Using Twitter For Genealogy Brickwalls

November 2nd, 2010

Yesterday I had a spare 30 minutes while dinner was cooking so I thought I would do a quick UK census search as I have been having quite a lot of success finding families that I couldn’t find years ago while searching through microfilms.

My gg grandmother was Harriet Judge who was born in Brackley, Northamptonshire in 1840 and she married George Gardiner in 1860 in London. A quick search found them in Tottenham, Middlesex with a daughter Mary Jane. No wonder I never found her in microfilms for Brackley, Northamptonshire and how much easier it is today doing online searching.

However a similar quick search didn’t find them in 1871 and after trying a few searches on George, Harriet and Mary Jane I skipped to the 1881 census and there they were with quite a few more children but at the same address as 1861. So back to the 1871 census as it looked liked they hadn’t moved.

I tried looking for the other children’s names but no luck. Then surname variations Gardiner, Gardener, Gordiner, Gordener and as dinner was well and truly cooked by this time, the family started stomping round saying ‘we want dinner’! While I would have preferred to stay and solve the puzzle, I quickly put a message on my Twitter account @HicksShauna expressing my frustration, not expecting any response.

However, when I went back to Twitter some hours later I had all these messages with various suggestions including perhaps they were visiting elsewhere, or even that they had gone to Australia for a visit, plus tips for just searching on given names and also surname variations. It was really pleasing to see that others were intrigued with my problem and so willing to share their own experiences and knowledge.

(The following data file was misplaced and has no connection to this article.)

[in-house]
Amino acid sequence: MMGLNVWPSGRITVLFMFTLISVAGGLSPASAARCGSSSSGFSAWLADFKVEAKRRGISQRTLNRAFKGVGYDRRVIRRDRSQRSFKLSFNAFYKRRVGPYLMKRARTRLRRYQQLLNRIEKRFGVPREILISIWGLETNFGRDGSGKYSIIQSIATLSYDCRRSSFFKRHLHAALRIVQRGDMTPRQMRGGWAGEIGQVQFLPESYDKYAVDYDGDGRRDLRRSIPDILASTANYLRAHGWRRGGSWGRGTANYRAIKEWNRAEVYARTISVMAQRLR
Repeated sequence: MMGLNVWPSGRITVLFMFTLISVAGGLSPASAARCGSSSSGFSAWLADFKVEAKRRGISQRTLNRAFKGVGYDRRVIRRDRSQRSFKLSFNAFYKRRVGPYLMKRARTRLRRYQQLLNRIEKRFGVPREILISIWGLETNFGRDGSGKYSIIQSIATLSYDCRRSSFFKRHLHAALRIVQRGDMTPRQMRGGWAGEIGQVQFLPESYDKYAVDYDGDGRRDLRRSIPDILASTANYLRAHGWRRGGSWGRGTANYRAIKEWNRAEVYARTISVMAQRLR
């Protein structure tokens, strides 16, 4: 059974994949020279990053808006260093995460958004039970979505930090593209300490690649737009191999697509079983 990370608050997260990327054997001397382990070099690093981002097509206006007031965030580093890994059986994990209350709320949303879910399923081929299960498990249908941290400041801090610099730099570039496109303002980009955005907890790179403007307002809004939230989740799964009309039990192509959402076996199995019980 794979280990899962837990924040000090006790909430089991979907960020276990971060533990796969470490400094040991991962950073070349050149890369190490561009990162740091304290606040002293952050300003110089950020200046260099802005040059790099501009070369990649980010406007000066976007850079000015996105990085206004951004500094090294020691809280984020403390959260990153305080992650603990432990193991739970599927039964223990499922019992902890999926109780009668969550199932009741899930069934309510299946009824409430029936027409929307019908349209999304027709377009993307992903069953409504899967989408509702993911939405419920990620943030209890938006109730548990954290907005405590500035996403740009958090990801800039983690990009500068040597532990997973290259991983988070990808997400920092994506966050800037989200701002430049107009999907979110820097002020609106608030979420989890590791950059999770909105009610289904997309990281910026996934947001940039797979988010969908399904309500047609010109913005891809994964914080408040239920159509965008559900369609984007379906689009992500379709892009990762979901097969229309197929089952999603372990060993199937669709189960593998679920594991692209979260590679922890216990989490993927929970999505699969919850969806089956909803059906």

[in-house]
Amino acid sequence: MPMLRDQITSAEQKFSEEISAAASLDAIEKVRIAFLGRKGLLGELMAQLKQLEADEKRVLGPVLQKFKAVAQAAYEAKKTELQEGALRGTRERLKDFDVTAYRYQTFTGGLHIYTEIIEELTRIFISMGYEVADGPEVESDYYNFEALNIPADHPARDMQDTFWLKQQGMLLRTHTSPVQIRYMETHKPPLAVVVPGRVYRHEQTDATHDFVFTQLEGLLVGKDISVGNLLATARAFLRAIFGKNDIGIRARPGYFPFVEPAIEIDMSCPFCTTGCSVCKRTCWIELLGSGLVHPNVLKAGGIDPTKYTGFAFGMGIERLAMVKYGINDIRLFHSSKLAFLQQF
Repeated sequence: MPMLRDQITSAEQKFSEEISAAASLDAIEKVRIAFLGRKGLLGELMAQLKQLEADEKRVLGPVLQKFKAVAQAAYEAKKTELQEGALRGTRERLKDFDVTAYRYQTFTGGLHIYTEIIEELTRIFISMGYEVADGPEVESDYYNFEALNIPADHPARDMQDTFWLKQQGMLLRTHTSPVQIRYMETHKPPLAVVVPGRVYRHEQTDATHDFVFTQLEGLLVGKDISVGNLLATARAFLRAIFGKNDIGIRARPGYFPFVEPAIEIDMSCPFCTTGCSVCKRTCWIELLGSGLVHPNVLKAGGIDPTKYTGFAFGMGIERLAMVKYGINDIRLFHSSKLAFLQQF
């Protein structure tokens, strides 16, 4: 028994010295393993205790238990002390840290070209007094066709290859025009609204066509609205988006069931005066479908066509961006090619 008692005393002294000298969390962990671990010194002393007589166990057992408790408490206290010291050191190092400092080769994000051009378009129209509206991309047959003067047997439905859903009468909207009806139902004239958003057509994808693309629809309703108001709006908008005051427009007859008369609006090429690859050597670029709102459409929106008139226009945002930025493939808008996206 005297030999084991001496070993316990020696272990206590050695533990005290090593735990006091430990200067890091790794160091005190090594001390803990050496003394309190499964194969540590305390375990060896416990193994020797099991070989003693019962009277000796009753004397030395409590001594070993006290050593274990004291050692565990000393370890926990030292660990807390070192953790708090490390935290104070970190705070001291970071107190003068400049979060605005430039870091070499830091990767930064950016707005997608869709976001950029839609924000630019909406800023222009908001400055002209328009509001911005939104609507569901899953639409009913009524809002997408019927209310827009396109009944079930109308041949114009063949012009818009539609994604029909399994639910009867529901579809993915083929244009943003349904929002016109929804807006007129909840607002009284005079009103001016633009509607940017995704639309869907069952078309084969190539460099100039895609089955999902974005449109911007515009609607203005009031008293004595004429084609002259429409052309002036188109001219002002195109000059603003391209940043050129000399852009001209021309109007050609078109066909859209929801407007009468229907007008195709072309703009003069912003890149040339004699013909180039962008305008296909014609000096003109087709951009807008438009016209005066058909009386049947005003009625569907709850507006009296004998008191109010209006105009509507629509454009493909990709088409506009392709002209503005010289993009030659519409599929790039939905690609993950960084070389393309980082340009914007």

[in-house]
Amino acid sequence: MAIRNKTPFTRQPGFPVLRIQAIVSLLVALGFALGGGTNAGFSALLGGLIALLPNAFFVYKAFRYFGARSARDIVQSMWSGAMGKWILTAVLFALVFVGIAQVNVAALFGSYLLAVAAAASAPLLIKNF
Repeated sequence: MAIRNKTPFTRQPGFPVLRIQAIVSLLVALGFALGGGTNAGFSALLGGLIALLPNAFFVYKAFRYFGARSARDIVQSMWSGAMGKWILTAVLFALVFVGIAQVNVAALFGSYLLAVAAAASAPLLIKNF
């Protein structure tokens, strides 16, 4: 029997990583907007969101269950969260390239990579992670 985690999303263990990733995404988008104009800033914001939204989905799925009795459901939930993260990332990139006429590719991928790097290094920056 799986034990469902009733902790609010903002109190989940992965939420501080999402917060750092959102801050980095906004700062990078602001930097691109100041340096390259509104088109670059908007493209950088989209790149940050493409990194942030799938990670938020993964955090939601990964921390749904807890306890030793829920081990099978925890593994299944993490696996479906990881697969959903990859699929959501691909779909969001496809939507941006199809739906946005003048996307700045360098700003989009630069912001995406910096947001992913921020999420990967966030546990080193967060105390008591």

One person even said if I sent the details they would have a quick look for me. So I did and within the shortest time possible, he messaged back that he had found them under Gardner. With hindsight I can’t think why I didn’t think of that variation, perhaps it was because I was trying to do it quickly and the family were hassling me for dinner. A lesson here is don’t try and multi task! Research is a serious business.

Anyway I had know found Harriet in both 1861 and 1871 census and that proved that she did not raise her daughter Elizabeth Judge born in 1857 as part of her family with George Gardiner.

So this still leaves me with the problem of who did raise Elizabeth as she does not appear in the census returns for her grandparents John and Hannah Judge in Brackley, Northamptonshire. In fact, and I hesitate to say this, I still can’t find Elizabeth Judge in the 1861 and 1871 census. I know she married Thomas Price in 1878 in Staffordshire and they immigrated to Queensland, Australia that same year. Elizabeth must have been somewhere and I assume it was under the name Judge as that is on her birth and marriage certificates. When I have some more uninterrupted time, I will revisit this brickwall and try again.

The real point of this blog is not for others to solve my brickwalls for me but to highlight the value that Twitter can bring to genealogy. In an earlier blog, Using Twitter For Genealogy, I pointed out all the reasons why I like Twitter. My experience yesterday reaffirms my belief that it is a wonderful resource for those researching their family history and that others are only too willing to help with suggestions that we might not think of ourselves.

If you are not using Twitter, but reading this blog and do go back and read my earlier blog, I encourage you to have a look at Twitter as a genealogy resource. I don’t think you will be disappointed.

Using Twitter for Genealogy

June 24th, 2010

I give a lot of talks to genealogy and family history groups and I always ask the question – Who uses Twitter? Invariably people laugh and very few, if any, admit that they are on Twitter. I go on to say that I think Twitter is one of the best genealogy resources today and that I have learnt more from Twitter in the last twelve months than I have in years. This usually makes peoples eyebrows go up and people look at me even more strangely.